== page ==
The Forecheck: Ty Amonte made the most of his time at UConn
The BU transfer only spent one year in Storrs, but certainly left his mark on the program.
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Ty Amonte made the most of his time at UConn
In Ty Amonte’s final game at UConn, he suited up despite being far from 100 percent. The forward injured his right shoulder in the regular season finale a week prior, but head coach Mike Cavanaugh couldn’t imagine putting Amonte in the stands for the quarterfinal matchup.
“He wasn't healthy today. I just wanted him on the bench. He gave us everything he could,” the coach said.
It was the third shoulder injury Amonte suffered this season alone after they’d limited him to just 24 games over the previous three years. Still, he played in all but five contests and finished with six goals — tied for the second-most of his career. UConn knew Amonte was an injury risk but even in the immediate aftermath of the loss to UMass Lowell, Cavanaugh had no regrets about bringing him in from Boston University.
“I just told him in the locker room, I appreciated him believing in us. He was at BU for five years and he had one more year of eligibility and he decided to come here,” the coach said. “He came as a walk on, too — we eventually upgraded him and gave him some money — but he came as a walk on, which is even more impressive. Unfortunately, he couldn't really stay healthy.”
Amonte certainly left his mark on the program. After preseason wrapped up, the team voted to make him an assistant captain despite only just arriving. Even though he spent so much time at BU and comes from a family of Terriers — his dad, Tony, played there while his brother, Tristan, is in his sophomore season — Amonte had no reserves about going all-in on UConn and “jumped in with two feet,” according to Cavanaugh.
He notched two goals in a statement win early in the season vs. Ohio State then recorded an overtime game-winner against Maine that featured one of the best celebrations of the season: He took his glove off and signaled for a goal.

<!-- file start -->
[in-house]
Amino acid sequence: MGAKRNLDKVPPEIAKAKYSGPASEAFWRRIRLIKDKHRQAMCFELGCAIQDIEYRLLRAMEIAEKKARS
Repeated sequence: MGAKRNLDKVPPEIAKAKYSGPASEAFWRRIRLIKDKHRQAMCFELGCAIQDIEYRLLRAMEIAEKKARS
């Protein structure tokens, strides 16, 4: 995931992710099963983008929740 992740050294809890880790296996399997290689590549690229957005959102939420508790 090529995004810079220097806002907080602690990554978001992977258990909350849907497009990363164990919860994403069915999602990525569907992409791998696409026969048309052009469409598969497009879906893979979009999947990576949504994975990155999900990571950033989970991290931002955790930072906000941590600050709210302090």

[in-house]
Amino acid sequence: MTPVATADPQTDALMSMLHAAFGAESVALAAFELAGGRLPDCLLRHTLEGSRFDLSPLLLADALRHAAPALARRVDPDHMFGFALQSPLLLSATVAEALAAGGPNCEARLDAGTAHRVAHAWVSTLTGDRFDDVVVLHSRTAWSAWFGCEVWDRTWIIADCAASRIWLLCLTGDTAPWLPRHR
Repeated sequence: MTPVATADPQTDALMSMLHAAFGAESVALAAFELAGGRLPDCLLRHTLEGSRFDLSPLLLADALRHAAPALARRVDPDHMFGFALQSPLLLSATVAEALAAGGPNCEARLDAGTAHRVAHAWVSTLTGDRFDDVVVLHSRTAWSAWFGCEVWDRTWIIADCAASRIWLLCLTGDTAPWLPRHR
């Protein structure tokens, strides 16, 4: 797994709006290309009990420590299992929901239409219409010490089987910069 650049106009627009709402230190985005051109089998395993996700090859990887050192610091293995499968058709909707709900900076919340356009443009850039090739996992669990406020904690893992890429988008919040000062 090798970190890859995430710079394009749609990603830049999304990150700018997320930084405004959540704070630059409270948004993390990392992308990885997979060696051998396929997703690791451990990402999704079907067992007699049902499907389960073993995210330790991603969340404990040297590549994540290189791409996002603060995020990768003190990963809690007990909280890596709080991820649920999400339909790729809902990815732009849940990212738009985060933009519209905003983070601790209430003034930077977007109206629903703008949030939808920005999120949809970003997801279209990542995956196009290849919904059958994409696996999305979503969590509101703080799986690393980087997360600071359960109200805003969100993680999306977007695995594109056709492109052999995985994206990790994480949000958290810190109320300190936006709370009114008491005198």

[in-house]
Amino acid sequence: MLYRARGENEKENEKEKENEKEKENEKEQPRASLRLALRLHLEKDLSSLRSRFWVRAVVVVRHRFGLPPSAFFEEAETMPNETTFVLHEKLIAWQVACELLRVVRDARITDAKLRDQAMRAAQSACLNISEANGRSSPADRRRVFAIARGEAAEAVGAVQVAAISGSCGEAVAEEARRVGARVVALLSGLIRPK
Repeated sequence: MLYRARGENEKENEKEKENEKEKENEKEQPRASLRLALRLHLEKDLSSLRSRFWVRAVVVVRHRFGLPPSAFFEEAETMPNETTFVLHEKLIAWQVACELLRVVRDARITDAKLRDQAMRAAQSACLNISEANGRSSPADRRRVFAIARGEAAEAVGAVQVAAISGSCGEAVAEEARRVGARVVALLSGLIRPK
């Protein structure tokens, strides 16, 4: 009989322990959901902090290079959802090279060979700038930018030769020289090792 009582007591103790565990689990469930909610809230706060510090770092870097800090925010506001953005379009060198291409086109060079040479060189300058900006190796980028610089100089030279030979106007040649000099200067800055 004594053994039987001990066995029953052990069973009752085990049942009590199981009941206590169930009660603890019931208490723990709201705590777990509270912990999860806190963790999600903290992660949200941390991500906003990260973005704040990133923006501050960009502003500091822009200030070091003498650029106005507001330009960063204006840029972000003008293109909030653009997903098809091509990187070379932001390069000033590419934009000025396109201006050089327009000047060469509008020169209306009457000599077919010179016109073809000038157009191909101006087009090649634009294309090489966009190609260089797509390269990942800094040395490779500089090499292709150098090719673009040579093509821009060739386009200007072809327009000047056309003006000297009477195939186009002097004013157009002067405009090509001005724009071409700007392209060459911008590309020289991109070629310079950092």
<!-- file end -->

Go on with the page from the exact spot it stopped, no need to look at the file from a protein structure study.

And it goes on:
“I looked down and my glove was already off so I was like, ‘Alright, might as well just let ‘em know it's in,” Amonte said postgame.
His final goal came in the regular season finale vs. Boston College, a win that helped UConn clinch a fourth-place finish for the third year in a row.
Amonte’s time in Storrs might’ve been short, but his impact will be felt for a long time.
“I love the kid,” Cavanaugh said. “I’ll take 20 (players) like him any day of the week.”
Week in review
From the UConn Hockey Hub:
Insider: UConn's top assistant coaching candidate, early 2023-24 roster projection
From The UConn Blog:
UConn men’s hockey’s season ends with 2-1 loss to UMass Lowell in Hockey East Quarterfinals
Photo gallery: UMass Lowell River Hawks @ UConn men’s hockey
Last week’s Forecheck:
Three stars of the season
First star: Matthew Wood
Despite being the youngest player in the country, Wood led UConn with 23 assists and 34 points while being a unanimous pick for the Hockey East All-Rookie Team. The freshman came in with plenty of hype and still managed to surpass expectations.
“I never thought he'd lead our team,” head coach Mike Cavanaugh said. “I knew he was a good player but if you told me after the regular season that he was going to be the leader on the team in points, I probably wouldn't have believed you. I thought he was certainly going to be a good offensive player but to come in as a 17-year-old and do what he's done, yes, he's exceeded my expectations.”
Wood showed off a lethal shot as well as a sneaky playmaking ability. Wood’s best play came when he split two defenders and set up Justin Pearson’s third goal of the day in the regular season finale, though he also came inches away from scoring a Michigan goal against UMass earlier in the year.
Second star: Andrew Lucas
Lucas put together the best offensive season by a defenseman under Cavanaugh with 22 assists and 24 points. From the first game of the season, he transformed UConn’s power play and consistently provided a threat from the blue line. Wood might’ve led the team in points, but Lucas allowed the Huskies to change the way he played. Even though he just finished his fourth collegiate season, he’ll be back next year.
Third star: Jake Flynn
Despite an innocuous line of four goals and 10 assists, Flynn was UConn’s best all-around defenseman this past season. He used his speed and skating to jump up on the rush — which is how he scored the Huskies’ lone shorthanded goal of the year — but also displayed plenty of skill on the offensive end to establish himself as a danger from the blue line. Flynn’s +18 led UConn, beating pair-mate Tom Messineo by +4 and Hudson Schandor by +8 in third place.